Cricket World Cup: Howard catches final fever

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The Independent Online
THE AUSTRALIAN Prime Minister John Howard suggested employers should understand if people arrive late for work on Monday after watching Australia in the World Cup final against Pakistan at Lord's.

But Howard, a passionate cricket fan, did not go as far as former Prime Minister Bob Hawke, who effectively gave workers permission to take the day off when Australia won yachting's America's Cup.

Hansie Cronje will spend the coming three months pondering the next step in his cricketing career, he said.

The South Africa captain is refusing to commit himself in the immediate aftermath of the epic semi-final defeat at Edgbaston. With the coach, Bob Woolmer, and Peter Pollock, the chairman of selectors, both leaving the set-up, the 29-year-old wants to allow the situation to develop before he acts.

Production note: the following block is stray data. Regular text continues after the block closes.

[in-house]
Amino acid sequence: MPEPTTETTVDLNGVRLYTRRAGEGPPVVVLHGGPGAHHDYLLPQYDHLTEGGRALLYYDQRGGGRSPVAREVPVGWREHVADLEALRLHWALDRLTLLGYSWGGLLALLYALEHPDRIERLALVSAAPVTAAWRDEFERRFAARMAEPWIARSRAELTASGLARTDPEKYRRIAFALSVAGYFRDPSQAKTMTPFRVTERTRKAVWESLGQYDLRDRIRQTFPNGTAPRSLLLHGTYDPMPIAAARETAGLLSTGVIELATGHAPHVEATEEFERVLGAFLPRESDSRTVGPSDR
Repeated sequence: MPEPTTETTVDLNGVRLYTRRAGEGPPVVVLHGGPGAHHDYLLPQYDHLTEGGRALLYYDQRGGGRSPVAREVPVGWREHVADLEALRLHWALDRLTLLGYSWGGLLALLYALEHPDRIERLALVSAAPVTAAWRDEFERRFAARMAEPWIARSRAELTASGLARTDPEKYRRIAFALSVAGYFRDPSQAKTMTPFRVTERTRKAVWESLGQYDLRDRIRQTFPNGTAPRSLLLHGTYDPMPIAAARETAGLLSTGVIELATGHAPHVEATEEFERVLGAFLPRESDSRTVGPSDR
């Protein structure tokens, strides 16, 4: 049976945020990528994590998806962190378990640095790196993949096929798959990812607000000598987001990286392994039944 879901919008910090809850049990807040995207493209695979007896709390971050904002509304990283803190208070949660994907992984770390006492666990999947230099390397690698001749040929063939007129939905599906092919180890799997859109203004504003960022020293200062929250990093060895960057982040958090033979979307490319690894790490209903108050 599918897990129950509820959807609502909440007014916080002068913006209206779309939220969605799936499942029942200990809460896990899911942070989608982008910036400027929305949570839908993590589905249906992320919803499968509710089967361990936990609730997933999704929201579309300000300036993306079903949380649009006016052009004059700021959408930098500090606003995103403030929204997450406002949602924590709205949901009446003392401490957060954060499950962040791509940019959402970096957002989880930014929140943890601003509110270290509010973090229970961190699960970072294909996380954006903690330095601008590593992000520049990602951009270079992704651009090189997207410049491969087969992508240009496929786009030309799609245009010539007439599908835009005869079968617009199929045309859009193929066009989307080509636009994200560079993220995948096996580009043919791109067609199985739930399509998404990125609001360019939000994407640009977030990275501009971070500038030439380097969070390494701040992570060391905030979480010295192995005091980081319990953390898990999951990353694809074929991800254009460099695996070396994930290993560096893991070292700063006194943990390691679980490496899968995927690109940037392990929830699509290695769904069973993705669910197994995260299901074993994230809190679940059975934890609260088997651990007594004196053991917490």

"I'm not saying yes or no to anything but you need to have time to decide these things," said Cronje, appointed captain when he was aged 25 in the winter of 1994-95. "I've got a three-month break now. It's time to do some soul-searching, to sit down and see where we are.

"There's a new chairman of selectors and coach, and you have to see how you fit into their plans and strategies in the future. I think it would be very foolish to make decisions at the end of a season and after a close game like that; you need time to reflect and have time to yourself."

Former captain Hanif Mohammad yesterday warned Pakistan against complacency but backed his nation to win the World Cup.

"Looking back at their performance, I think only one team can beat Pakistan and that is Pakistan. Complacency will be their biggest enemy." Hanif said. "The top order, which was struggling in the initial stages of the event, got morale-boosting runs in the semi-final while the bowling is the best amongst all participants. The bowling has variety, punch and kill."

Intikhab Alam, manager of the 1992 World Cup-winning team, said he had high hopes but emphasised that a lot of work still had to be done.

"Extras have to be curtailed," he said. "It was criminal to concede 47 extras against New Zealand. The fielding and running between the wickets has to be improved."